How to force network interface at bootstrap


I have some servers in DMZ, wtih one interface for management (eth1), and one for the applications (eth0).
I can only access to the management interface, but the default route is on eth0, so the node[‘ipaddress’] points to eth0.

How could I modify the ipaddress, or use another workaround to use " knife ssh ‘name:dmzserver’ … " ?

you can specify the attribute that knife should get the ip address from with -a, so knife ssh 'name:dmzserver' -a network.interfaces.eth1.addresses.first should work for you

Swap eth0 and eth1 ? For most systems, this is pretty easy to do by either swapping the cables and reconfiguring the host’s network addresses, or by editing manually the network configuration tools on the server.

There are other approaches, including split DNS so that from the chef control environment you’re using, DNS resolves to the relevant system hostnames and not relying on IP based access.

Or: set up split DNS for the management server, so that all nodes have an internal IP address seen from your designated chef management server, the one you use to run these commands from for internal access.

Thank you for your replies.

First, I have to explain more about these nodes.
They are redhat virtual servers on vmware.
I can’t modify the network parameters, eth0 is the default route and eth1 is my management interface.
The node has an official hostname and an alias for the management interface.

For my example I called “servername” the official hostname, IP configured on eth0, the default route.
The management hostname “management-hostname”, IP on eth1

I found a first caveat :
after the bootstrap the node had an empty FQDN:

chefserver$>knife node show management-hostname
Node Name:   management-hostname
Environment: _default
Run List:
Platform:    redhat 7.3

Bootstrap with -VV returned me:

DEBUG: Plugin Hostname: ran 'hostname --fqdn' and returned 1
DEBUG: Plugin Hostname: hostname --fqdn returned an empty string twice and will not be set.

indeed, logged on the server I had :

servername#>hostname --fqdn
hostname: Name or service not known

I fixed this problem modifying a line in /etc/nsswitch.conf :

hosts:      files dns myhostname

And now it’s ok ;

#>hostname --fqdn

After a new bootstrap I have my attributes set :

chefserver$>knife node  show   management-hostname
Node Name:   management-hostname
Environment: _default
FQDN:        servername.xx.yy.zzz
Run List:
Platform:    redhat 7.3


chefserver$>knife -VV ssh "name:management-hostname" -a network.interfaces.eth1.addresses.first
[... All seems Ok ...]
DEBUG: Chef::HTTP calling Chef::HTTP::JSONInput#handle_response
DEBUG: Decompressing gzip response
DEBUG: Chef::HTTP calling Chef::HTTP::CookieManager#handle_response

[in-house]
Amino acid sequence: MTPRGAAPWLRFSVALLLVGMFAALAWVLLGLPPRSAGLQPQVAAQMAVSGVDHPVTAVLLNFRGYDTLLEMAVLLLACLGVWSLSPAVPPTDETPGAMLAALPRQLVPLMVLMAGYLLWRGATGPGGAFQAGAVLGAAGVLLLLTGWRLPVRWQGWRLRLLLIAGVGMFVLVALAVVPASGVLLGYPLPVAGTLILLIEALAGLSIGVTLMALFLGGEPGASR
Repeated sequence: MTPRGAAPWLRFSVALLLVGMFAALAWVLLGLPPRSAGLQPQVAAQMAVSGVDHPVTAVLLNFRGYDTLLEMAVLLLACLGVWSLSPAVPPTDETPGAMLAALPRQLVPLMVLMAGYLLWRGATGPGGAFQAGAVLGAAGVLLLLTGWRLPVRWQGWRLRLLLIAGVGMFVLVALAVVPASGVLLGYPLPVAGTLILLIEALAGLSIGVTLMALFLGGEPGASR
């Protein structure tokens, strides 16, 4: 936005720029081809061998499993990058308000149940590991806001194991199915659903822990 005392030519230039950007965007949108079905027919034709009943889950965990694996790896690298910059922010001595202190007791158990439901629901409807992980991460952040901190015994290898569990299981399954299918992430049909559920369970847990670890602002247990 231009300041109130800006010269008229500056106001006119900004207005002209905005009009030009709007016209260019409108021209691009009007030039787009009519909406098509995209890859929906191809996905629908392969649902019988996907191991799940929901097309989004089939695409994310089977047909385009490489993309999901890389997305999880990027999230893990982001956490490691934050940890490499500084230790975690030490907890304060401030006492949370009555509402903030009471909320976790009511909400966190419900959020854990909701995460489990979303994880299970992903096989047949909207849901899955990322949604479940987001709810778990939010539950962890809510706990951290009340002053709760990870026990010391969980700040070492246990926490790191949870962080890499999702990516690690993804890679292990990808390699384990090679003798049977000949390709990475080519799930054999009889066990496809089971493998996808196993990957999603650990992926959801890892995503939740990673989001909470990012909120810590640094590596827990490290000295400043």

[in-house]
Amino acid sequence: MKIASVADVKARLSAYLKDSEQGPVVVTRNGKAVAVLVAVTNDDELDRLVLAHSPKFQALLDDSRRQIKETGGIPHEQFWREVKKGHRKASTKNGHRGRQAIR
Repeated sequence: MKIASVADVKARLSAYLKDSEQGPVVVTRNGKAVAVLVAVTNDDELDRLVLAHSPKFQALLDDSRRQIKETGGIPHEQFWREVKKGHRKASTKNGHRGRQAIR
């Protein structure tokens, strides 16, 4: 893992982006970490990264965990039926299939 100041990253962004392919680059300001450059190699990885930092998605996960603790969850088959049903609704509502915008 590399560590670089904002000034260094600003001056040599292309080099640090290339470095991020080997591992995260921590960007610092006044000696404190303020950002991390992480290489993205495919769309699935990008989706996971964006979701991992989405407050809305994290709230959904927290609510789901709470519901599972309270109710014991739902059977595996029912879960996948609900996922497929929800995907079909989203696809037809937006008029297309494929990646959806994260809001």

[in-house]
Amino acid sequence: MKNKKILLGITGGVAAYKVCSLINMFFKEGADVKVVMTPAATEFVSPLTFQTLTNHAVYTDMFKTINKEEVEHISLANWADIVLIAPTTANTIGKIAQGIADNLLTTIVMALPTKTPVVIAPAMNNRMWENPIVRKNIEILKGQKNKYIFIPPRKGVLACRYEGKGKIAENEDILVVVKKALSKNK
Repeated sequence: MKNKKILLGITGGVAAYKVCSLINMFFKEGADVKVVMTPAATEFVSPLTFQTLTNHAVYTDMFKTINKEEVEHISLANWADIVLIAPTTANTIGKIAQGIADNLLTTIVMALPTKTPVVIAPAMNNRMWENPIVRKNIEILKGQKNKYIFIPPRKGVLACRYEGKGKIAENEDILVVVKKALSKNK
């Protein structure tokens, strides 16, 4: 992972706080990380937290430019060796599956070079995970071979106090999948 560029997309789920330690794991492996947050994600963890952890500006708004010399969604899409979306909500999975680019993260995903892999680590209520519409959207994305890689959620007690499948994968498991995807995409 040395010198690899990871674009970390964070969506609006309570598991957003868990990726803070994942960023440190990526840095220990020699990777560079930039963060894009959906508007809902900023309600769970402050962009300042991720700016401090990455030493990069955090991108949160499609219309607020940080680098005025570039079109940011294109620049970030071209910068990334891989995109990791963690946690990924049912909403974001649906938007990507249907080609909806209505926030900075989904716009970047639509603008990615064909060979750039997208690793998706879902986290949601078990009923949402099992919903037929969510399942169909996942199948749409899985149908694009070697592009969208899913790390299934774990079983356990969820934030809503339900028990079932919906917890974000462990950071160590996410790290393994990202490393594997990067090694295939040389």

DEBUG: Chef::HTTP calling Chef::HTTP::JSONOutput#handle_response
DEBUG: Using node attribute network.interfaces.eth1.addresses.first:
FATAL: 1 node found, but does not have the required attribute to establish the connection. Try setting another attribute to open the connection using --attribute.

Extracts from knife node show -l management-hostname :

  default_interface: eth0
          family: lladdr
          family: lladdr
        destination: my_chefserver_IP/24
        family:      inet
      state:            up
      transceiver:      internal
      type:             eth

Sorry for my long post, but I’m stuck here.
Is it possible to force the FQDN and the IP attributes without changing the server configuration ?
Or another way ?

For information and to avoid wrong tracks, ssh configuration works well :

chefserver$>ssh management-hostname "chef-client -v"
Chef: 13.2.20

The system hostname for a Red Hat based server is set in the scripts in /etc/sysconfig/network-scripts/, and by the NetworkManager tools if those are installed. NetworkManager is NOT YOUR FRIEND for servers, it provides a stack of tools more suitable to laptops and wireless networks with VPN setups. If possible, simply remove all the NetworkManager rpm’s on such a server.

That said: The “HOSTNAME” is set in /etc/sysconfig/network-scripts, and set from there at boot time. If the hostname starts out as “localhost.localdomain”, DHCP is then asked to set the hostname. If that doesn’t work, /etc/hosts is checked, and then DNS. So if you want a stable hostname, and you’d like it to be tied to the back end connection name, you need to set the hostname to point to whatever DNS or your other systems think the backend connection is in /etc/sysconfig/network, and set it in /etc/hosts or in DNS to resolve a valid IP address with that hostname.

Now, me? I use this cookbook: . It’s very simple, it can be preprogrammed with arbitrary internal values based on a role, it sets up the entire /etc/hosts, and doesn’t rely on the line-by-line addition common to the “hostsfile” cookbook.

If what you need is for your local system to connect to the back end network port, well, you’ve a choice this way. Set the FQDN of the host to be the back end connection, or play with the DNS or /etc/hosts in your box that you connect from to automatically connect to the back end address. That’s what split DNS would be for, to present the back end addresses to hosts that are on the back end and use DNS there.

Thanks for the help, I finaly found something that works ;

  1. temporarily set the hostname to the administrative name :

    servername#>hostname management-hostname
  2. bootstrap

    chefserver$>knife  bootstrap management-hostname [...]
  3. set the real hostname back :

    servername#>hostname servername
  4. Now we can see that the ip is the real server’s ip , and the fqdn is our management’s hostname.

    chefserver$>knife node show management-hostname
    Node Name:   management-hostname
    Environment: _default
    FQDN:        management-hostname.xx.yy.zzz

And now I can run recipes. I hope it will not raise antother problems in the future. What do you think ?